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Apple co-founder and essential visionary Steve Jobs was laid to rest over the weekend in a private ceremony conducted by his family, according to the late CEO’s final wishes. His departure from this world marks the end of an era of technological innovation: the Age of Apple. While not always the most valuable tech company in the world, Apple has always represented the ideal when it comes to technological design. Part of that was sheer business strategy, while the majority of it was straight from the heart of Steve Jobs. He didn’t just want to start a business, he wanted to change the world.

The creative strength behind the businesses of the present must be willing to take on innovation in an identical way. While discussing the completely unabridged list of lasting advice the story of Steve Jobs has for tech entrepreneurs would take a voluminous amount of time, the following five lessons are solid bits of advice for anyone attempting to achieve great things in their lifetime:

1. Be wary of middlemen.

Steve Jobs had no interest in dealing with outsiders. This is obvious when one considers the nature of Apple Inc., which is a top-down technological empire that pretty much makes everything themselves. It’s also apparent in the way in which Jobs addressed Adobe Flash last year, criticizing the platform for getting in the way of developers trying to make products that were ideal for users. When you can do it yourself, then do it yourself.

2. Remember that lifetimes are made of seconds.

In the early days of Apple Computer, Steve Jobs was notoriously hard on the developers of the Macintosh. One particular conflict arose from Jobs insisting that they do everything they can to reduce the power up wait time. Many failed to understand the importance of a 39 second power up verses 40 seconds, until Jobs reminded them that 5 million users waiting an extra one second once a day for five years is a literal lifetime wasted. He understood how much every moment counts, and you should too.

3. Never be afraid to invest in yourself.

Jobs was so notorious for using Apple’s early profits to fuel further development that he was eventually kicked out of the company he created. Jobs turned around and started investing in a whole new computer system he dubbed NeXT, and continued to do so until Apple invited him back a decade later. If design is key to your success, never let up off the gas of investment into this key component.

4. Never forget the human.

Jobs was neither a tech wizard nor a tech fanatic. All he ever really understood about computers was that they obviously had the potential to change the world. The true talent of Jobs was his ability to understand what people wanted in their computers and electronic devices. As a creative designer trying to lure the attention of a PPC agency, never forget how at the end of the day your goal is to help actual human beings accomplish tasks through your decisions. Disregarding the human is to disregard the content and the links and everything else that demands a human to activate and appreciate.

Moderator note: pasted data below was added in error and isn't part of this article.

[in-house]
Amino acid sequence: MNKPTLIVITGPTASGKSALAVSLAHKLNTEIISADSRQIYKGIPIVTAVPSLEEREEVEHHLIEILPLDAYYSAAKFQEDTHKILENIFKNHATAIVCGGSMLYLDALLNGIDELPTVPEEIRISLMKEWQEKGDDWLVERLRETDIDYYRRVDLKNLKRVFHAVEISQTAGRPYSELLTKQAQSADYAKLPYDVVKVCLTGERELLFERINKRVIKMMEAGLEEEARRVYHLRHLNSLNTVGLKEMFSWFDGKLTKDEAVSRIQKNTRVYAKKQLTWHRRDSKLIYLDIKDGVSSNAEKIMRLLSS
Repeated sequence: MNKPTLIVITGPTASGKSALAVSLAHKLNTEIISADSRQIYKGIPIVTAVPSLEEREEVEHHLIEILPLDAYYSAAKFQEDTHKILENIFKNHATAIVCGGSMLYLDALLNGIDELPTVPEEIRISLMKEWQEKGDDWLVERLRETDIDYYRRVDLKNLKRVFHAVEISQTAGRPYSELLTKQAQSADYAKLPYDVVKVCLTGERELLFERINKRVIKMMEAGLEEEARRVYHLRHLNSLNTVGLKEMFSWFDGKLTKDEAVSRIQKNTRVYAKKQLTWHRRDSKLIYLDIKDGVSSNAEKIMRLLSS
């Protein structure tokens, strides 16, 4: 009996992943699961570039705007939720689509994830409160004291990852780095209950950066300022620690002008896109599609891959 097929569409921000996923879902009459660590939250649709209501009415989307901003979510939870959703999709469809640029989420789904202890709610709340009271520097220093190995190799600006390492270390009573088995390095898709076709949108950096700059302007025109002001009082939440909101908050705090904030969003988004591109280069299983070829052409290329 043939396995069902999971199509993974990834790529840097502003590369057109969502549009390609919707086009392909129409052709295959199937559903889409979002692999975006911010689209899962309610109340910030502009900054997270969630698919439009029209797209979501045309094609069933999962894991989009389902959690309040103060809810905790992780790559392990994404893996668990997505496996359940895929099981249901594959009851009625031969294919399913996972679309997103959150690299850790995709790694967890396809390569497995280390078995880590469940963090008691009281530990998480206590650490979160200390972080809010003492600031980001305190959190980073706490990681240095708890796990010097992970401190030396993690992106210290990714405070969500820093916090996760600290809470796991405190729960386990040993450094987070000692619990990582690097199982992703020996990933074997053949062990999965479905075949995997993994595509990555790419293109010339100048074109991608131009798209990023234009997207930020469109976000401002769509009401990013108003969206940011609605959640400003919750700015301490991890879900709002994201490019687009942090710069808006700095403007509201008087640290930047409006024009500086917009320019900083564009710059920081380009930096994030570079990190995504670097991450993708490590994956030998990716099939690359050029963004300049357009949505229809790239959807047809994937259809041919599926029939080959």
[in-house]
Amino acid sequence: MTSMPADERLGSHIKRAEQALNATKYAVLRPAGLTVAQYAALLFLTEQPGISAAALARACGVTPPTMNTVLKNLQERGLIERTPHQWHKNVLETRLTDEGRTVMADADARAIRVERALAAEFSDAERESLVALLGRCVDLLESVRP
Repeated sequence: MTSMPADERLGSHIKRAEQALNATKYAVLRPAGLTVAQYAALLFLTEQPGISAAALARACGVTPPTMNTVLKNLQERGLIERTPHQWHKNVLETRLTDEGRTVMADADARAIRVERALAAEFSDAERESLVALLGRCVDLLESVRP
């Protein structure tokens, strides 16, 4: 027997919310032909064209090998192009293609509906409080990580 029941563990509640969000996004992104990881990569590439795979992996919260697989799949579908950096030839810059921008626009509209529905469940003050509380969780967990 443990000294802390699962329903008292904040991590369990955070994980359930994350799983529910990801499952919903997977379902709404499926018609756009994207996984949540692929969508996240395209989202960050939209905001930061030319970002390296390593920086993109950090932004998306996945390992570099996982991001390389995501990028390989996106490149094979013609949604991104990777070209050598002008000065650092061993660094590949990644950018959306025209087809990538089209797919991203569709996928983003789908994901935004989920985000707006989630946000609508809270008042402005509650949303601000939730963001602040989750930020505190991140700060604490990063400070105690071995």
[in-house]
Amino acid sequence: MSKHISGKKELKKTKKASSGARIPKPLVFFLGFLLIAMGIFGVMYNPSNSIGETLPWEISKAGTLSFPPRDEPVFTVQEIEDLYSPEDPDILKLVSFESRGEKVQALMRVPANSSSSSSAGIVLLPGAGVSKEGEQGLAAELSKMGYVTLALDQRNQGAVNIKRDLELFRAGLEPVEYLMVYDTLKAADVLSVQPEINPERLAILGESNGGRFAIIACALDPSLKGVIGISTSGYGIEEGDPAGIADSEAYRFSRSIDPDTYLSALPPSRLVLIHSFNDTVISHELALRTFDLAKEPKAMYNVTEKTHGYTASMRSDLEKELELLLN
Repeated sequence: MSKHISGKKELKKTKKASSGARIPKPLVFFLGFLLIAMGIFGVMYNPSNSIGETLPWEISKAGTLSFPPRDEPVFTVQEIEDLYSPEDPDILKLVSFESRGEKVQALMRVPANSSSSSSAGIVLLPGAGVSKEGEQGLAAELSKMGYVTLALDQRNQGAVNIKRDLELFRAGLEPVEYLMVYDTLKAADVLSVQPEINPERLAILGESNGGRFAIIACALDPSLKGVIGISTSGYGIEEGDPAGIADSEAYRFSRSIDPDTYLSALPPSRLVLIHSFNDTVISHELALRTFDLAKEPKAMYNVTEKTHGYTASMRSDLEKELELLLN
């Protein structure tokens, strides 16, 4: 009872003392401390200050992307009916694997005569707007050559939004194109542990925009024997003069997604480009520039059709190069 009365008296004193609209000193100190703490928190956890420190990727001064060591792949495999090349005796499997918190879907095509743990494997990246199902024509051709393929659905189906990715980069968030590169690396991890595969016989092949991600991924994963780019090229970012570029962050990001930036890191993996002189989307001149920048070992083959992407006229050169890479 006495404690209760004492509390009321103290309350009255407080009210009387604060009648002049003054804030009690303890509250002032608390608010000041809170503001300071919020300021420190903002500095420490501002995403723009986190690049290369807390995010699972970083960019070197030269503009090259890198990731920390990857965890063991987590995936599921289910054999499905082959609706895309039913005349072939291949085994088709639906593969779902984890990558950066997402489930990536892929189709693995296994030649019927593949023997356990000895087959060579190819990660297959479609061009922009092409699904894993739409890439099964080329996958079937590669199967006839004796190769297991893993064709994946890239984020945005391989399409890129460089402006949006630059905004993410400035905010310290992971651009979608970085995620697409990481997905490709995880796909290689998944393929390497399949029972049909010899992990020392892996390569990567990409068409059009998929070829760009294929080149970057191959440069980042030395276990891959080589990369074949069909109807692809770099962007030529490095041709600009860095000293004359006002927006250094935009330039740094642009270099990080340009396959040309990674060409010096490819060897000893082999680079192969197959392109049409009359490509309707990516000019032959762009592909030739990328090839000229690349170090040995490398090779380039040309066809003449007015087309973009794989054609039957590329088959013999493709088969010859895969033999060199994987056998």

5. Change the world.

Back in the 1980s, Jobs was famous for luring a top executive of a soda pop company Pepsi to come work for Apple by asking him “Do want to sell sugar water for the rest of your life, or do you want to come with me and change the world?”

Whatever you’re creating or stringing together for a client, remember how important it is that you take your job seriously and that you’re at least attempting to make the world a better place. Bettering the planet takes no more effort than being a responsible marketer and creator of content. But the bottom line is that you have to care about what you do. There are two kinds of ventures in this world: selling sugar water and providing people with the things and information they actually want and need. To achieve great things, you must always choose the latter.

Make sure you do your part to ensure that the new era of technology is as responsibly guided and productive as the one led by the late Steve Jobs. If you really care about what you do, it won’t be a problem. We would love to hear your opinion, so please comment below. For more useful articles like this please don’t forget to subscribe to the RSS-feed and follow Inspirationfeed on TwitterFacebook ! If you enjoyed the following article we humbly ask you to comment, and help us spread the word!

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Posted by Jessica Wagner

This guest post was written by Jess Wagner, a freelancer writer living in San Diego, California.

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